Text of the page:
“More than 24 years ago, Pam & her husband Bob were serving as missionaries to the Philippines and praying for a fifth child. Pam contracted amoebic dysentery, an infection of the intestine caused by a parasite found in contaminated food or drink. She went into a coma and was treated with strong antibiotics before they discovered she was pregnant. Doctors urged her to abort the baby for her own safety and told her that the medicines had caused irreversible damage to her baby. She refused the abortion and cited her Christian faith as the reason for her hope that her son would be born without the devastating disabilities physicians predicted. Pam said the doctors didn’t think of it as a life, they thought of it as a mass of fetal tissue. While pregnant, Pam nearly lost their baby four times but refused to consider abortion. She recalled making a pledge to God with her husband: If you will give us a son, we’ll name him Timothy and we’ll make him a preacher. Pam ultimately spent the last two months of her pregnancy in bed and eventually gave birth to a healthy baby boy August 14, 1987. Pam’s youngest son is indeed a preacher. He preaches in prisons, makes hospital visits, and serves with his father’s ministry in the Philippines. He also plays football. Pam’s son is Tim Tebow.”
It is not difficult to find the major omission in this story: abortion was illegal in the Philippines at the time, under all circumstances, including life-threatening illnesses in mother and fetus. As pro-choice critics of the ad have speculated, it is unlikely that doctors there would have “urged” Pam Tebow her to abort the baby, since doctors who performing abortions in the Philippines put themselves in serious danger if they are caught advocating such practices. Thus, the left has concluded, Pam Tebow is a “liar.”
However, in citing the illegality of abortions in the Philippines and leaving it at that, those on the left are guilty of their own omission, something that any pro-choice advocate knows well: historically, in any nation where abortion has been illegal, doctors have found ways to perform them. It is therefore at least possible that Pam’s story is true. A doctor who found the country’s abortion ban to be unrealistic and oppressive certainly could have confided in Pam his view that she would be better off aborting Tim. Those in the pro-choice camp are on firmer ground where they point out that Pam Tebow exercised *choice* in her decision to keep her baby.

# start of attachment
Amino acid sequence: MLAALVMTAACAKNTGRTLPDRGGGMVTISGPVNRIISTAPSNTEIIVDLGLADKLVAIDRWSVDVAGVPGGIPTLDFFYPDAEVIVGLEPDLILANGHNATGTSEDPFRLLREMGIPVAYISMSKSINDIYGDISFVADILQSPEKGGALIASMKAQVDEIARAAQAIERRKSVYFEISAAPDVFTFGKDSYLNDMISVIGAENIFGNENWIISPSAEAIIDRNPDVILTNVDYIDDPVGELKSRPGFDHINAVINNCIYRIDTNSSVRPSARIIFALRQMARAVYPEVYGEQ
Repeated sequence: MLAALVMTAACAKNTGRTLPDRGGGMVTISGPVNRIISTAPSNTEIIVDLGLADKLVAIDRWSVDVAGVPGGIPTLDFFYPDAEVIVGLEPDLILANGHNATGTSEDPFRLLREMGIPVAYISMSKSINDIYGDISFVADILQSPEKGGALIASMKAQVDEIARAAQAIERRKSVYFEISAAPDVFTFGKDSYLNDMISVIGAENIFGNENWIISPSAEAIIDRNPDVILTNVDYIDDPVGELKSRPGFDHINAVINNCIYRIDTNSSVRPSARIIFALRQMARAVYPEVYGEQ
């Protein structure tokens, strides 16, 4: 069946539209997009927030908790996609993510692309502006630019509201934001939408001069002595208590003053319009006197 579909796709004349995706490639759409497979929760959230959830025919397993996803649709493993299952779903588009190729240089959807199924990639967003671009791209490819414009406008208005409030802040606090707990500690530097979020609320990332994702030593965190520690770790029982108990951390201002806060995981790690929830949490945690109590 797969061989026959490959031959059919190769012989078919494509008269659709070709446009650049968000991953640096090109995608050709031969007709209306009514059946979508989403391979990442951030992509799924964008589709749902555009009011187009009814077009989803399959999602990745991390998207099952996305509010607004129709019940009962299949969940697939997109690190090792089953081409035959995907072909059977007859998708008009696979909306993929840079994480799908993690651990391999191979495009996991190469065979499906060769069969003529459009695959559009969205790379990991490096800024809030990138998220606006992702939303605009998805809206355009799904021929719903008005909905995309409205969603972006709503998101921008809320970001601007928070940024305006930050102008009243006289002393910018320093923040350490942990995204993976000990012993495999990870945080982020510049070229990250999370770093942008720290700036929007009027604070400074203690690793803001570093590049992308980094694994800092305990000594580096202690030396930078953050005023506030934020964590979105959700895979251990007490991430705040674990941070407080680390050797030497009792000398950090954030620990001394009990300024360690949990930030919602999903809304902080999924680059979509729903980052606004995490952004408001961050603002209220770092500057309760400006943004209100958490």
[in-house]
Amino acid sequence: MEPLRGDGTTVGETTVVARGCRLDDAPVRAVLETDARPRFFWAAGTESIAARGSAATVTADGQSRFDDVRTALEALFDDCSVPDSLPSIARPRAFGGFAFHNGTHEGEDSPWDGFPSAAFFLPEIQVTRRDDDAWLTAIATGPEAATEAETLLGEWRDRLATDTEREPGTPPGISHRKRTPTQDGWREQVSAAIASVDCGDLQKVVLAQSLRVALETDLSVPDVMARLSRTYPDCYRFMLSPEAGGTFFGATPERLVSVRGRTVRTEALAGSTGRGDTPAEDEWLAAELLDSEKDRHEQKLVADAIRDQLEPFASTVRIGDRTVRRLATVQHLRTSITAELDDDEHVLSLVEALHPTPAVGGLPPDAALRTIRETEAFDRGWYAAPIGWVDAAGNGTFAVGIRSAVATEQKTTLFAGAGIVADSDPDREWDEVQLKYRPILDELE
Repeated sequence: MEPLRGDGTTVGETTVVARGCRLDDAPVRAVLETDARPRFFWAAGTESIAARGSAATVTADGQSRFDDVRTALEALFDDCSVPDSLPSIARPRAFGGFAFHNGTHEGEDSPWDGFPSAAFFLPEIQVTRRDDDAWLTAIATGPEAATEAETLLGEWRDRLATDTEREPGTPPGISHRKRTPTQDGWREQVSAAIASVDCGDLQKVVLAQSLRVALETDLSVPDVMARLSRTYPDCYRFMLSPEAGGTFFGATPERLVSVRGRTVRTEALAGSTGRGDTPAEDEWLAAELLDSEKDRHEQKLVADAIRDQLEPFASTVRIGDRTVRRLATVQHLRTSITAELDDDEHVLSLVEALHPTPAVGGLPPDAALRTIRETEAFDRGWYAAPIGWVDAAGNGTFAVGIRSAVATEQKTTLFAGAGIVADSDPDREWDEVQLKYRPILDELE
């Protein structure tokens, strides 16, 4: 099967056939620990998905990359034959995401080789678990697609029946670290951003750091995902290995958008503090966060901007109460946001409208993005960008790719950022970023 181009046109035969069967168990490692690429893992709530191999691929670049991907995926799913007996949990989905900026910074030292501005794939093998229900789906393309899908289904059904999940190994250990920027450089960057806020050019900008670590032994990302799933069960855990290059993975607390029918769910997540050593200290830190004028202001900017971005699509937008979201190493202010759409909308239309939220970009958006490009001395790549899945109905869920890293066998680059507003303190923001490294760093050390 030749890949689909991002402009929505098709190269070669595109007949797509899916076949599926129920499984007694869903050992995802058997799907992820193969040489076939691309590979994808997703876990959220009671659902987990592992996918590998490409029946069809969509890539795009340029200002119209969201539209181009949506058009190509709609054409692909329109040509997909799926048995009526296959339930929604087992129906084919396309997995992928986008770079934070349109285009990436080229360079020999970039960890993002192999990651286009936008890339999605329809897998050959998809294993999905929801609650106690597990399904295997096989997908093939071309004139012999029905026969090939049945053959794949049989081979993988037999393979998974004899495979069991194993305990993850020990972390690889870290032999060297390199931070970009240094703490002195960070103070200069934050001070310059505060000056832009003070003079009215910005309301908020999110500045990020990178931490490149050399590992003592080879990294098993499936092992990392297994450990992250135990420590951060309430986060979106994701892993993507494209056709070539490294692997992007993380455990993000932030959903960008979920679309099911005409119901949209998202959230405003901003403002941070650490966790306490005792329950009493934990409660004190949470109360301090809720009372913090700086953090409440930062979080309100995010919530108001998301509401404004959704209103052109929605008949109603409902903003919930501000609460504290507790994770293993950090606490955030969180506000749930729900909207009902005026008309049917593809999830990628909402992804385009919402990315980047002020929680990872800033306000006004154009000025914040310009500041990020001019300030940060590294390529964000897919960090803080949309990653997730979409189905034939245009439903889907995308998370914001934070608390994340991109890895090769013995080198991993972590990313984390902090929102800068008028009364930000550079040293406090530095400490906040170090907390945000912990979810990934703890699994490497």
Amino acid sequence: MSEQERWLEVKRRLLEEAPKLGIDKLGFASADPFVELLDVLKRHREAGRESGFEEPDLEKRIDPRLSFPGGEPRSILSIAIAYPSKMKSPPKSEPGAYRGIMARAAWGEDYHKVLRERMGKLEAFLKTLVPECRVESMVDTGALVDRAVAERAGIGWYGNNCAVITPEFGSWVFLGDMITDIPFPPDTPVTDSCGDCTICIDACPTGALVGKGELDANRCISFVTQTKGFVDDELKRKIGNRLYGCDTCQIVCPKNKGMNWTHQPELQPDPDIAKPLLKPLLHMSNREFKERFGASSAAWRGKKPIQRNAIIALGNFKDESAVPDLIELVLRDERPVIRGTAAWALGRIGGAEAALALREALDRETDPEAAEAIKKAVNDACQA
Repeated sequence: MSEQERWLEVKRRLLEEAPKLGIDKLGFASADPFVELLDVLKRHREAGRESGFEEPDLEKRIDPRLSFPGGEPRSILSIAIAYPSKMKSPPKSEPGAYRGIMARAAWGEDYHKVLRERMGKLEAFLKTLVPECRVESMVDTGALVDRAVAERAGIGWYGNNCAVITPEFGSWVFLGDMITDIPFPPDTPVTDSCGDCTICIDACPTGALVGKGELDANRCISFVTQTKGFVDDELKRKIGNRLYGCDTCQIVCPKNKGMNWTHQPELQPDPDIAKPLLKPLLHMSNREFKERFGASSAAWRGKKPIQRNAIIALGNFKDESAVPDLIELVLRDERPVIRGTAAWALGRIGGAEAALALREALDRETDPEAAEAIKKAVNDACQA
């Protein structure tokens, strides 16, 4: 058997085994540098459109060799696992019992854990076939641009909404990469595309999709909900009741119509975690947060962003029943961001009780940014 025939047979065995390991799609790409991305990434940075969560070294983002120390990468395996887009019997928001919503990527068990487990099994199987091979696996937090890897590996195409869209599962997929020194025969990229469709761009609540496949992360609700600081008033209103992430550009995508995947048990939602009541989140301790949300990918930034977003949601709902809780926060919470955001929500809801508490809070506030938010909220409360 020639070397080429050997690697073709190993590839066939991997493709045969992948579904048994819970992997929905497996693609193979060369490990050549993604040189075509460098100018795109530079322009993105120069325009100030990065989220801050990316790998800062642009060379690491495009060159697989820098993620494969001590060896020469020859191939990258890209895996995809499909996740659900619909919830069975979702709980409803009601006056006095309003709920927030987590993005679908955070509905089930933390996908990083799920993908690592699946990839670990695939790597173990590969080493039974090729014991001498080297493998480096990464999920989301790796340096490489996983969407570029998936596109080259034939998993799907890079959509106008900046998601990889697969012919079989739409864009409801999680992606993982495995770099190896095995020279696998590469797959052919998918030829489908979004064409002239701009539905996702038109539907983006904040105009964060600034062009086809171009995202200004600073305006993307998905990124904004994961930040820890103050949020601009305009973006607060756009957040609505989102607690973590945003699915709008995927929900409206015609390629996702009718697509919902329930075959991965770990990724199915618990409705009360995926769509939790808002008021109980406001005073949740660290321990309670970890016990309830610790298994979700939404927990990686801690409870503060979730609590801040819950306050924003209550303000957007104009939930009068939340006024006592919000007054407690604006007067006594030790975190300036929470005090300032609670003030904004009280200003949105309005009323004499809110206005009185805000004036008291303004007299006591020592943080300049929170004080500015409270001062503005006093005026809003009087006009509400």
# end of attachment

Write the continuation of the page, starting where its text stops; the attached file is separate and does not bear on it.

But even if we leave aside questions of righteousness, moral rectitude, and who’s actually right, we are left with the fervor surrounding Tebow’s alleged status as an example of why women shouldn’t abort their fetuses. It means that the pronoun “this” beneath the image above of Tebow praying carries even more meanings than we may have initially suspected.
The key, however, is that the image is only loaded down with all of this discursive noise if we know all of the diverse socio-religious and political issues surrounding the man in the image. And if we do, the poster is actually asking, “Why isn’t this – a Christian football player who not only prays on the sideline and discusses his Christianity at every turn, but who is also a pro-Life icon – okay?”